In western Germany along the border with Holland there is an area called Emsland. In this area, the Prussian interior ministry established three concentration camps in the summer and autumn of 1933, Börgermoor, Esterwegen and Neususturm. These were the first generation of concentration camps that arose in connection with the Berlin Reichstag fire, February 1933. They were intended to hold a capacity of about 10,000 prisoners. The prisoners incarcerated in one of these camps were mainly political opponents to the Nazis. Mostly imprisoned on the basis of what was called a protective custody (Schutzhaft). The camps were guarded by SS and SA members from Papenburg but were not under SS control. It was the Prussian interior ministry that controlled the camps. In December 1933, an amnesty was issued for about 1200 – 1500 prisoners who were considered to be ”rehabilitated”. Only when Heinrich Himmler and his SS took control of the German concentration camps in the spring of 1934 did these three camps fall under the control of the SS. Around the same time, Börgermoor and Neususturm, were transferred to the Prussian judiciary which transformed them into prisons. Esterwegen was kept as a Concentration camp

After SS took over Esterwegen, the camp underwent extensive expansion of both the prison camp and the SS area. Originally, the camp consisted of twenty barracks for about 2,000 prisoners. When SS took over, only ten of these remained. SS built a high white wall around the camp and outside the camp a sports facility and a swimming pool for SS were built. A camp street ran through the entire camp from the far end of the prison camp, through the SS area and out through the camp gate. About 1,000 prisoners were in the camp, including the 1935 winner of the Nobel Peace Prize, Carl von Ossietzky, and these were used as slave workers. In addition to political prisoners, other categories of prisoners were also imprisoned in the camp. Esterwegen was up to 1936, along with Dachau, Germany’s largest concentration camp. When the concentration camps underwent a reorganization in 1936, Esterwegen was wound up and its prisoners were sent to Sachsenhausen to build a new concentration camp. Esterwegen was handed over to the interior ministry who converted it into prison camp no. VII. Esterwegen was merged with the other Emsland camps and became one of total fifteen camps in Emsland. The camp was liberated in April 1945.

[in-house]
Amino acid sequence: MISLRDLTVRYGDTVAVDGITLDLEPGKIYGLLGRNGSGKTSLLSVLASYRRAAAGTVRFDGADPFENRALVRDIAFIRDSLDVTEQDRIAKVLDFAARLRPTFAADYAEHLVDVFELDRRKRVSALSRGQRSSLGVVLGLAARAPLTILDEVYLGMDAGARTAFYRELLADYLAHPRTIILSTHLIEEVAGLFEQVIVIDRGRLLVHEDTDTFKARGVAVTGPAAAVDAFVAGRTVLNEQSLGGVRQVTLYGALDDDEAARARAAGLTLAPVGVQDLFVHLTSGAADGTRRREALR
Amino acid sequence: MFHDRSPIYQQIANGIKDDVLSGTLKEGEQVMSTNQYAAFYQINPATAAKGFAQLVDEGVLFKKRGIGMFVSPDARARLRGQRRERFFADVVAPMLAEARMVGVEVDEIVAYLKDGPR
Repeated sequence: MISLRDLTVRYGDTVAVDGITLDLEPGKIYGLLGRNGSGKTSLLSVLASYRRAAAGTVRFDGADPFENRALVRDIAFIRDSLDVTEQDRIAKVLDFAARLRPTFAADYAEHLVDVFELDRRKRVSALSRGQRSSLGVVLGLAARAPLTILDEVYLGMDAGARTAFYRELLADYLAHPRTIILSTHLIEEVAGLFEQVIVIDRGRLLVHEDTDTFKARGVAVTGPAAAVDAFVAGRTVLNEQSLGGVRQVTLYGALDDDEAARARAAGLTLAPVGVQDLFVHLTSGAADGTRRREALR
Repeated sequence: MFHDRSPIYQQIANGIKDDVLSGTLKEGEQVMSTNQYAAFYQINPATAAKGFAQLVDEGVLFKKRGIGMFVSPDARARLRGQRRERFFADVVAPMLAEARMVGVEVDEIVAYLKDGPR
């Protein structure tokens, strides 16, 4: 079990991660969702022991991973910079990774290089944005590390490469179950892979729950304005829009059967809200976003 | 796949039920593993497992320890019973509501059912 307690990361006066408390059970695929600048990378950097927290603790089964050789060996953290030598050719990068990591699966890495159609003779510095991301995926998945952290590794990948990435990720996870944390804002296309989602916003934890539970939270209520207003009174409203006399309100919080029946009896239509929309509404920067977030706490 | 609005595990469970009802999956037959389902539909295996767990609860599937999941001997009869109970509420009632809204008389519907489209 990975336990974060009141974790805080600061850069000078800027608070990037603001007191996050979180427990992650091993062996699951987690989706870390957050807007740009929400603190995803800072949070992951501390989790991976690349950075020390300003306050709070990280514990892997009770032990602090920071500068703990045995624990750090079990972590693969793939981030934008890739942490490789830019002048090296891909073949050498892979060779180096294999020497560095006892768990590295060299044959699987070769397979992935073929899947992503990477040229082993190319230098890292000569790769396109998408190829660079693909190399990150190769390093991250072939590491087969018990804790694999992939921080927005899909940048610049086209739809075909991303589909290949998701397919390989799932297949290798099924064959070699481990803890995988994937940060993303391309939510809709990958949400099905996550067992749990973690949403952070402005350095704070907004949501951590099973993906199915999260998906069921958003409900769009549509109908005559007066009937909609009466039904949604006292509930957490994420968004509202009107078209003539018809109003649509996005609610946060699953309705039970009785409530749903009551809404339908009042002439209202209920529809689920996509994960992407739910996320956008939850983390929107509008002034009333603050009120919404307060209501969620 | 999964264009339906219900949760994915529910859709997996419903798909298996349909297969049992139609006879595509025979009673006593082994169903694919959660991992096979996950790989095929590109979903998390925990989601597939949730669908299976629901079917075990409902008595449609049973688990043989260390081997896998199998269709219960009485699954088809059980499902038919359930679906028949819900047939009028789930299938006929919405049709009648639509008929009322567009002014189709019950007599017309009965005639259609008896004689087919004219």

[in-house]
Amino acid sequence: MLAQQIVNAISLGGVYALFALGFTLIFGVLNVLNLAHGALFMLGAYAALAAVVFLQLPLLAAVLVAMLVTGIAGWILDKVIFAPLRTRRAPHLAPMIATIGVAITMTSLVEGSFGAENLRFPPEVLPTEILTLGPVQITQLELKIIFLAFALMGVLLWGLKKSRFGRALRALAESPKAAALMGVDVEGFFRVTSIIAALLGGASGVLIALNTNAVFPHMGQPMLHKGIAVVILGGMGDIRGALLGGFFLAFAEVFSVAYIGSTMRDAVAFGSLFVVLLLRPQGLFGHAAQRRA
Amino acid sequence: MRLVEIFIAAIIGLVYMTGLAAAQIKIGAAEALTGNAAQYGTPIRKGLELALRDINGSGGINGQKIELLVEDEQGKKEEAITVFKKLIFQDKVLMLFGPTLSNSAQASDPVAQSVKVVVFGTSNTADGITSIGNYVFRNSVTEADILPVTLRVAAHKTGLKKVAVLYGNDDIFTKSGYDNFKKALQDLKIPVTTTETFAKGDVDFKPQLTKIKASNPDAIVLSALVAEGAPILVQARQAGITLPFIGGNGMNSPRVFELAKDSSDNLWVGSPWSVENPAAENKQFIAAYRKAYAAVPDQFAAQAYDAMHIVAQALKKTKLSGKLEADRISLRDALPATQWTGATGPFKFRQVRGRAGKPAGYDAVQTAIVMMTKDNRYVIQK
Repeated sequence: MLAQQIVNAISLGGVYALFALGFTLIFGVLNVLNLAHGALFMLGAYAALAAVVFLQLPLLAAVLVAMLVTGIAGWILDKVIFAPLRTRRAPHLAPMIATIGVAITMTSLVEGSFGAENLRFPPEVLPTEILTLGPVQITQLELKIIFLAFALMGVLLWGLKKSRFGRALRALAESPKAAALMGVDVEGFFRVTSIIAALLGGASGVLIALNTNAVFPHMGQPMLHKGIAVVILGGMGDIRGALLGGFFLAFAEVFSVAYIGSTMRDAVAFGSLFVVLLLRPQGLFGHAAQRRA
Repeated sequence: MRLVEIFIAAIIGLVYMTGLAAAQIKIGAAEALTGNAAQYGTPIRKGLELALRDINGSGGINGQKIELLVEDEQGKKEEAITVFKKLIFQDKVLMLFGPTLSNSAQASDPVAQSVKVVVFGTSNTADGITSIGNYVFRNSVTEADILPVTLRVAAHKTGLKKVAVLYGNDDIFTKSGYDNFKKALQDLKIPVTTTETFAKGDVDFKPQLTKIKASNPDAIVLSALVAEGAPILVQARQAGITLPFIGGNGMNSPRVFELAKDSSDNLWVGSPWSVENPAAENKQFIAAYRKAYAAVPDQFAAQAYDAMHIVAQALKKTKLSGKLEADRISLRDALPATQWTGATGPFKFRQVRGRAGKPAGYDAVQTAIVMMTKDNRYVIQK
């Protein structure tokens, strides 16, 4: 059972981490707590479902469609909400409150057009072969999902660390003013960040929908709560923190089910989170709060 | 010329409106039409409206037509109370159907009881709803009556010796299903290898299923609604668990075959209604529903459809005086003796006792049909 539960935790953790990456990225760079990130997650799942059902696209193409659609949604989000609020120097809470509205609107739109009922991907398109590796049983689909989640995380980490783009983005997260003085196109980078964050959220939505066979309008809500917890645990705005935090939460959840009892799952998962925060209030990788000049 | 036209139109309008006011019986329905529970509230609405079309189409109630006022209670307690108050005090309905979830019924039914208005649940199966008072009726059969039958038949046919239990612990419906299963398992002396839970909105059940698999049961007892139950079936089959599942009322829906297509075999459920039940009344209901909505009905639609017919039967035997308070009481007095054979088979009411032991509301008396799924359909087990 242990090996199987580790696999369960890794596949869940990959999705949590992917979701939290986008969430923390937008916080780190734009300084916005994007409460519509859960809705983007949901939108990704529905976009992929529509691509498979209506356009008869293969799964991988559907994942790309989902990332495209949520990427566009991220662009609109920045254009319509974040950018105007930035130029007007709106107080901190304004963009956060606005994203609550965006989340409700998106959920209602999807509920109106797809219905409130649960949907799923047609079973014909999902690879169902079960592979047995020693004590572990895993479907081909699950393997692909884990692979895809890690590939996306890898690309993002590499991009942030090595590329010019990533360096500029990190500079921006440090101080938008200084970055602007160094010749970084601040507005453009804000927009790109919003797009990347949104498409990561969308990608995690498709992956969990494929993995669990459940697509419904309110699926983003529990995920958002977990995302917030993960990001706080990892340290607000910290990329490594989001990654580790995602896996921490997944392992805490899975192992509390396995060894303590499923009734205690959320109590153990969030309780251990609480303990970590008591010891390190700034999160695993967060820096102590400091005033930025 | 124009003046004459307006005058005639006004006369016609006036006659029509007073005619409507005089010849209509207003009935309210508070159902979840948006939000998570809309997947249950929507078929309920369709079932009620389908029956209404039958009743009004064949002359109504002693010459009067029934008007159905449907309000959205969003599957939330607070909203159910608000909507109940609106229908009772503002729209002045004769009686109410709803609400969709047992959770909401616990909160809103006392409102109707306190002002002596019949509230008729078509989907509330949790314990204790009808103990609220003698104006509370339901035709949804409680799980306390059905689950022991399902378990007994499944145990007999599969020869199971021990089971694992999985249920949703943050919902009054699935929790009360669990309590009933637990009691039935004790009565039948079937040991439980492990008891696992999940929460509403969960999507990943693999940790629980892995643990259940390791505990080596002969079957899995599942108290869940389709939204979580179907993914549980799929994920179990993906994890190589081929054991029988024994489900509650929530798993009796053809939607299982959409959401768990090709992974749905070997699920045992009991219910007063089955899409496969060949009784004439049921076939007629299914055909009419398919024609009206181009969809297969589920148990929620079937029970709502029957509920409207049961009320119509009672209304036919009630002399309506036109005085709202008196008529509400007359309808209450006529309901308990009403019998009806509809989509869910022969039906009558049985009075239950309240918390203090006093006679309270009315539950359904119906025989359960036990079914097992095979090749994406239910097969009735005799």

Between 1933 and 1945, 15 camps were established in Emsland, called the Emsland camps. The camps had different functions during different periods. Between 1933 and 1936 there were concentration camps, between 1934 and 1945 there were prisons, between 1939 and 1945 military prisons and prisoner-of-war camps and finally between 1944 and 1945 some of them served as satellite camps to Neuengamme. In total, about 80,000 prisoners were imprisoned in the Emsland camps. Plus between 100,000 – 180,000 prisoners of war. About 38,000 prisoners died, of these about 35,000 Soviet prisoners of war. The camp was intact after the liberation and was taken over by the British army to intern Germans suspected of war crimes.

Current status: Demolished with museum (2011).

Location: 53°00'28.90" N 07°38'21.55" E

Get there: Car.

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Until 2001, the camp was used for various military purposes and the barracks and other buildings were demolished or dismantled. In 2006 archaeological excavations of the camp began. Parts of the original camp street, foundations of barracks and watchtowers have been uncovered Since 2011 there is a museum at the site.

Follow up in books: Kogon, Eugen: The Theory and Practice of Hell: The German Concentration Camps and the System Behind Them (2006).